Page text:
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Calm Settles Over University of Puerto Rico - For Now

A student, wearing a mask, sleeps on the floor as others gather during a protest at the University of Puerto Rico in San Juan, Puerto Rico, early Tuesday Dec. 7, 2010. Students, who raised barricades around the university for what they say is a two-day blockade, clashed with police and security guards during protests over a proposed $800 annual fee. (AP Photo/Ricardo Arduengo)

A student, wearing a mask, sleeps on the floor as others gather during a protest at the University of Puerto Rico in San Juan, Puerto Rico, early Tuesday Dec. 7, 2010. Students, who raised barricades around the university for what they say is a two-day blockade, clashed with police and security guards during protests over a proposed $800 annual fee. (AP Photo/Ricardo Arduengo)  (AP2010)

An uneasy calm has emerged in the aftermath of Tuesday's violent clashes between students and security forces at the University of Puerto Rico.

A mix of heavy rain, the overnight and perhaps fatigue on both sides resulted in tranquility Wednesday morning. It was a far different scene from Tuesday, when students and young, contracted security guards for the university clashed, ending in injuries and at least one arrest.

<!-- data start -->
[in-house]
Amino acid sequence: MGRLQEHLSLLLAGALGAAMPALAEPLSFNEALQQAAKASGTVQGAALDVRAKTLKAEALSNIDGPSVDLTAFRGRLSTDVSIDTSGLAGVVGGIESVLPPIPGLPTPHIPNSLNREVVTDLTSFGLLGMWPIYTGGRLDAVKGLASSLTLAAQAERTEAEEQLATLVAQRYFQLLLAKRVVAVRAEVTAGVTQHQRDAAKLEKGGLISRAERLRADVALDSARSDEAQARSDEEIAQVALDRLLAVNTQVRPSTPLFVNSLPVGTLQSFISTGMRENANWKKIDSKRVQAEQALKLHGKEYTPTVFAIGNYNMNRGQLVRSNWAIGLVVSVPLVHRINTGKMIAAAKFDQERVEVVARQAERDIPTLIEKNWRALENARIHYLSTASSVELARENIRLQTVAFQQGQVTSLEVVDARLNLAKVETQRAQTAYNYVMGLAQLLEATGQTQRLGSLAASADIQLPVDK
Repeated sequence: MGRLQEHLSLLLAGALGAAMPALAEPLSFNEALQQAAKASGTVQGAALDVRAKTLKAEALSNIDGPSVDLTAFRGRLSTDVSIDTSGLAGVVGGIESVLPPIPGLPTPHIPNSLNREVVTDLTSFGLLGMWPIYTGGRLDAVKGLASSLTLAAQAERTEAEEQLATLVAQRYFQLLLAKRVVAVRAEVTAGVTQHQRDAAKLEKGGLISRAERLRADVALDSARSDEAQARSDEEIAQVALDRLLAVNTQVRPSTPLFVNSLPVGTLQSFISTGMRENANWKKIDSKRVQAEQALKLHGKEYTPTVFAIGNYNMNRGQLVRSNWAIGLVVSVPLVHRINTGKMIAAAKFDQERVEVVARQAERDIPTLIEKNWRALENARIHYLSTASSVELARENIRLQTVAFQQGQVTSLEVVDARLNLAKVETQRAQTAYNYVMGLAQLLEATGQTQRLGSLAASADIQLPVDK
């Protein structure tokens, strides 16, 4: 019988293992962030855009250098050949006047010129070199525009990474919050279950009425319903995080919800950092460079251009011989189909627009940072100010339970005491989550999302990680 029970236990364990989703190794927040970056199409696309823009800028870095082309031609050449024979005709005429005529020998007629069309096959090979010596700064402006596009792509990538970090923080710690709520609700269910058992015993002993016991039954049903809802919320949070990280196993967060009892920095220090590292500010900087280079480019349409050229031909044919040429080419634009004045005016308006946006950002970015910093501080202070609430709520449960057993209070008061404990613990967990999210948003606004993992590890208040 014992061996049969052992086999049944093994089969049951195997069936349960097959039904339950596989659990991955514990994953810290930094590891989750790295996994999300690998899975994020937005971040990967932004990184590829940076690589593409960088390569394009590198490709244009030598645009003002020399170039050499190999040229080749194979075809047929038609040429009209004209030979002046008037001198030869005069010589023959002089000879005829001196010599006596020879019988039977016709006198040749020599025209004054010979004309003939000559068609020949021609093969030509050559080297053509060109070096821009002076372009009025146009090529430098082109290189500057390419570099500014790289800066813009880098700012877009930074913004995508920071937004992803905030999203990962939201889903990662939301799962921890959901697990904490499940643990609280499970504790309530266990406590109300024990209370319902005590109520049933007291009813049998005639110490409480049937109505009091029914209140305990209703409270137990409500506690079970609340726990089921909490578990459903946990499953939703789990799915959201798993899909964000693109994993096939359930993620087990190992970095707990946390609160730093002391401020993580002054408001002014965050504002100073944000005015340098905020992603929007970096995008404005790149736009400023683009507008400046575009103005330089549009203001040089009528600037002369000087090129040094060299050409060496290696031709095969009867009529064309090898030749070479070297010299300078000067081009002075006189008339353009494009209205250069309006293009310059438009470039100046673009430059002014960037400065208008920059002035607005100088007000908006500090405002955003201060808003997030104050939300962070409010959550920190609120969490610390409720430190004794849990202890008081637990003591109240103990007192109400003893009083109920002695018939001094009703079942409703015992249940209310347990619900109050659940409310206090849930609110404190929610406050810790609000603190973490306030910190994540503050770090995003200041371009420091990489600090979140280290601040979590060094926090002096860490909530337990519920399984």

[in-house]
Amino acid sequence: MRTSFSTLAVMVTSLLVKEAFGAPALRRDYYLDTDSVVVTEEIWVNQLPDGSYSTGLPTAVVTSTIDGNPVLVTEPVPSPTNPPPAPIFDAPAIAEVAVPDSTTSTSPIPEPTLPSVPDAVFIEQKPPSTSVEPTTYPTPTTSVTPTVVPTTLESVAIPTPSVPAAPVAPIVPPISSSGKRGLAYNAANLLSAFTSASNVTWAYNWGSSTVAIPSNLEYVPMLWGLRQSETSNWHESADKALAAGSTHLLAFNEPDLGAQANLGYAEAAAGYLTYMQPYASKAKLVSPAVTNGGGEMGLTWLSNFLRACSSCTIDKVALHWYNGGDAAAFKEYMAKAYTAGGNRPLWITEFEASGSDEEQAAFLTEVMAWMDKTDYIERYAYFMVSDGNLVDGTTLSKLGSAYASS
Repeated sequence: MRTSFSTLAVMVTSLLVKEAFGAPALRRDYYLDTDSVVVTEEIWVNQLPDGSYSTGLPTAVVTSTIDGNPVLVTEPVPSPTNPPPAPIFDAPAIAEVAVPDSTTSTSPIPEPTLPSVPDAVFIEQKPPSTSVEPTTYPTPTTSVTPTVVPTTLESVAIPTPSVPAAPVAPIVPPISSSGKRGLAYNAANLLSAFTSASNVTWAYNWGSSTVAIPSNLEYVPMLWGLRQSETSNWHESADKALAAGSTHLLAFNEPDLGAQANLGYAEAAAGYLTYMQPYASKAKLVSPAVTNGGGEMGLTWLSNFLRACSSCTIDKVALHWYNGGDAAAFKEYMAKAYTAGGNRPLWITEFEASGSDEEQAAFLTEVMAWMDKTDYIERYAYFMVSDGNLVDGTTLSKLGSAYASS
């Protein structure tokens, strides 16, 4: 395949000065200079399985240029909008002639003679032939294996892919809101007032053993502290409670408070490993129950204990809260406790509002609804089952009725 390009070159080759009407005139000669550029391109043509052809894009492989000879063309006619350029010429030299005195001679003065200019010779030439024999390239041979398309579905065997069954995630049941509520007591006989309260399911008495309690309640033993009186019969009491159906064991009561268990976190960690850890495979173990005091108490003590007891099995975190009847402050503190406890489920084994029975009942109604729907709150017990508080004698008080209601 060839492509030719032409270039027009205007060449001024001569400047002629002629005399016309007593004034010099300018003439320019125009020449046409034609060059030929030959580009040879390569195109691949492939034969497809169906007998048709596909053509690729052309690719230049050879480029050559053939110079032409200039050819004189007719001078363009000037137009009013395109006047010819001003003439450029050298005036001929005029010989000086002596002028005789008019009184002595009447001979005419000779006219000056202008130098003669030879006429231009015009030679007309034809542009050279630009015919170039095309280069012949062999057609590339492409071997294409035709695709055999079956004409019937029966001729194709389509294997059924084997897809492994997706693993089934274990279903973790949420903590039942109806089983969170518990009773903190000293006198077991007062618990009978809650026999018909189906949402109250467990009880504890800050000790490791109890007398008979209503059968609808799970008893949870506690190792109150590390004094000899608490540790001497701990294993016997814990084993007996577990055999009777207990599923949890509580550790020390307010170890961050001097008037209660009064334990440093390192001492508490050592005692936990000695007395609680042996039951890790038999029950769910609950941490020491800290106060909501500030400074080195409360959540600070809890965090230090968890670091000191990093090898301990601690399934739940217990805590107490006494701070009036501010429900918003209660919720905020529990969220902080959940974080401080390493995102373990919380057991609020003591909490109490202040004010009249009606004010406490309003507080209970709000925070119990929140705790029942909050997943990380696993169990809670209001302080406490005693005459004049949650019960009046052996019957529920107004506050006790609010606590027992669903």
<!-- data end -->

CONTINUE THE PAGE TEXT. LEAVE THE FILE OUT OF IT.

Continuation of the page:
The students, who staged a 48-hour strike this week, are fighting against a proposed $800 special fee by the university.

But that anger subsided Wednesday, for the time being at least.

Some campuses kept its doors open to students, and some protestors even engaged the guards with whom they had battled just hours before.

"This struggle is not against you," one student told a group of guards, according to El Nuevo Día report. "It is against the government, which oppresses [both of us]."

Still, the tension remained ever present. Police and guards were still manning entrances to some of the campuses, according to several reports.

José Ramón de la Torre, the university's president, said the situation was still dangerous, and "that anything can happen," Primer Hora reported.

Even though the campuses still have a heavy police presence, officials stressed that students can enter freely.

José Figueroa Sancha, a police superintendent, said six campuses would be guarded, but assured that "people who wanted to enter, can enter," Vocero reported on its Web site. He stressed, however, that vandalism would not be tolerated.

Early Wednesday, police dropped thousands of fliers with messages to the students, among them its obligation to keep order.

Student leader Xiomara Caro read the act as a threat from the police, and a message that Governor Luís Fortuño will use force if he has to.

"I hope this isn't the governor rejecting dialogue," she said.

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